Entertainment

Chechin, Wrong

Tommy Chong and Cheech Marin
Tommy Chong and Cheech Marin
Tommy Chong and Cheech Marin
Cheech & Chong are a Grammy Award-winning comedy duo consisting of Richard "Cheech" Marin and Tommy Chong who found a wide audience in the 1970s and 1980s for their films and stand-up routines, which were based on the hippie and free love era, and especially drug and counterculture movements, most notably their love for cannabis. | Photo: | Tommy Chong, Cheech Marin, Up In Smoke, Pot, Actors, Comedy, Marijuana, Drugs,

Rolling StonErrs

Despite my imagined reaction from the esteemed Mr. Marin, even those who've never inhaled are able to divine the devilishly debauched mindset of those who call themselves experienced editors. And, just to round out the punning (before excoriation begins in earnest), one Mr. Jagger would agree that 'sympathy for the devil' is John Milton's (beastly) burden to bear, and just a song, ironic at that; besides, it's the singer not the song. Come to think of it, this aging magazine, now in its senior autumn years, has returned, albeit, unintentionally, to its eponymous roots by muddying the national waters (unappreciated, I'd imagine, by Muddy Waters). Oh, one more bit of relevant word play: Mr. Dylan said it best, 'like a complete unknown...'

And, speaking of singers, complete unknowns and muddy waters, in recent memory has there been such a nakedly perverse demographic pander as this?! Jann Wenner, pimping for that young reader, cares not a whit that these same 'readers'
won't be actually reading his serious journalistic treatment of his cover boy's wrongdoings. Just as 'Pussy Riot' is not a musical phenomenon, so, too, is 'Angry Confused Chechin Freak' not in the least bit harmonious with the founding cultural mien of this 'City of Love'-born publication.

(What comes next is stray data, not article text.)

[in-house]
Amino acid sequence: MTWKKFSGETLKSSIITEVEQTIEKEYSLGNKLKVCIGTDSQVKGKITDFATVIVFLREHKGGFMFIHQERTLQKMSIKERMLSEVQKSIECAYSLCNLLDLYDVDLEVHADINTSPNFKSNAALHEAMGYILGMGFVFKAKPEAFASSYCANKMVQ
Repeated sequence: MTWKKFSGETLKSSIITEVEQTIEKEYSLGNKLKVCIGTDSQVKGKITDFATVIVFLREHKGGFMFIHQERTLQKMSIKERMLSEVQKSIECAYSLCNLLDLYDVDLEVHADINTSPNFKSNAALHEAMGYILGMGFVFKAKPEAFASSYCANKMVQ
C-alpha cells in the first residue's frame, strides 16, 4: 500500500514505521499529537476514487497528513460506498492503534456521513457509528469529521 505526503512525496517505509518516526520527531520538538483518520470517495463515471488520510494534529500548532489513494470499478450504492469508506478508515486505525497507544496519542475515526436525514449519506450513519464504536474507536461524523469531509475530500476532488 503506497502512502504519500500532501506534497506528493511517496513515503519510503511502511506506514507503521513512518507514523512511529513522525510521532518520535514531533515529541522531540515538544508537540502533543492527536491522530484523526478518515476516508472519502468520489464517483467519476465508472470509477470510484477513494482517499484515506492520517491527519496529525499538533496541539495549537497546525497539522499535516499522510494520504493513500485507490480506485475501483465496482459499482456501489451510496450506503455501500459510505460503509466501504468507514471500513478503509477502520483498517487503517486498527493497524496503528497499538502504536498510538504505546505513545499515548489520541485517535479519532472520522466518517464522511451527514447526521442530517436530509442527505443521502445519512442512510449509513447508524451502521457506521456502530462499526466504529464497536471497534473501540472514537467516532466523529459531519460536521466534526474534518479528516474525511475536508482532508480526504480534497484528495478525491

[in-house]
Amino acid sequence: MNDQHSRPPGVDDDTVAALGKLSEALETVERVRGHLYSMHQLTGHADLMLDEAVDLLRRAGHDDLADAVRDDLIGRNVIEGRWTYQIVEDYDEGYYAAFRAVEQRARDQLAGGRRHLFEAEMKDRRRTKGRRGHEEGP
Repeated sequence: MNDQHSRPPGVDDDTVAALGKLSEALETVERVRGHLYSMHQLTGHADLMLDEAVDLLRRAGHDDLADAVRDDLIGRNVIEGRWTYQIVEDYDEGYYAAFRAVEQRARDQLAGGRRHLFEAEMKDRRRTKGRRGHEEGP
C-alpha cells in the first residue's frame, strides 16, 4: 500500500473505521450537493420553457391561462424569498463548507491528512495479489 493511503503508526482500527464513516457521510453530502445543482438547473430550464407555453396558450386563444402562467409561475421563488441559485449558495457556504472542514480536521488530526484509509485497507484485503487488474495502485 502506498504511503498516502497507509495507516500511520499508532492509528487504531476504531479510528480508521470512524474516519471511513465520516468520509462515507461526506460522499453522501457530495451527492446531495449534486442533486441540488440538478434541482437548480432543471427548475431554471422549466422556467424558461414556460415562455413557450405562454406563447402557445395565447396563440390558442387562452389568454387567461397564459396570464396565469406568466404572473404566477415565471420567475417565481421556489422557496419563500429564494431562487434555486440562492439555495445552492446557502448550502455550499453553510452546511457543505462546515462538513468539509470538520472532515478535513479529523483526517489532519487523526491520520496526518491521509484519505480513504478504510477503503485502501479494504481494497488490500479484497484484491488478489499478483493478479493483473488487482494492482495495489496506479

Indeed, what remains of the self-congratulatory misnomer this world's 'greatest' nation guiltily uses to describe itself---civilization---is given the greater lie by such
aggrandizing at any cost gonzo journalism gone very wrong.

That's the excuse du jour, don't you know, however implicit: 'Hey, Hunter S. Thompson, remember, that's us, man, so, be cool....'

You needn't find yourself in Las Vegas to both fear and loathe that bit of legerdemain.

Gonzo, a term which conjures another foreign-derived colloquialism, ersatz....for fake. One source says this: "....'gonzo' is actually a corruption of a French Canadian word, 'gonzeaux', meaning 'shining path'. While to my knowledge no such word exists, modern slang dictionaries speculate it is Spanish, perhaps after 'gonzagas', meaning 'to fool'."

Well, it was Thompson himself who feared and loathed assassination, beginning with that of JFK whose public murder changed the country, and changed Thompson (and most of us), and forever, in ways that gave rise to his increasing cyncism, paranoia and eventual suicide.

Martin Richard
Martin Richard

A photo of Martin Richard, the 8-year-old boy killed in the Marathon bombing, holding this sign has come to symbolize the tragedy worldwide. | Photo: Boston Globe | Link |
Which brings us to the public assassin of Boston's Marathon. What also died then? Were we reminded of our continuing loss of dignity, of simple public and private decency, those qualities personified by the murdered young boy, Martin William Richard, and his divine paean, "No more hurting people....." Can irony be any more cruel, or potent?

And the harm he sought to end isn't always instantly fatal or so easily perceived as the carnage at Boston's all too symbolic finish line. It is the harm which Thompson's gut (and yours) recoiled at, the damage to a democracy where citizenship is more than a political buzzword, a weakness which scars us every day, ever-deeper: commerce uber allis.

It's the kind of unhealing wound which causes ever-younger girls to be enlisted in the promotion of commercially popular skimpiness of dress and demeanor, and causes the so-called adults behind such (s)exploitation to incessantly pursue that youth demographic audience/market and its captive redefining of each and every profitable enterprise, every such undertaking of any kind, no matter its co-opting of what used to be called conscience.

And, so, in closing, let me, perhaps us say that we knew Hunter S. Thompson, through his writing, through his fear and loathing, he became our friend, however irascible at times; Jann Wenner, you're no Hunter S. Thompson.

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Updated May 10, 2017 12:29 PM EDT | More details

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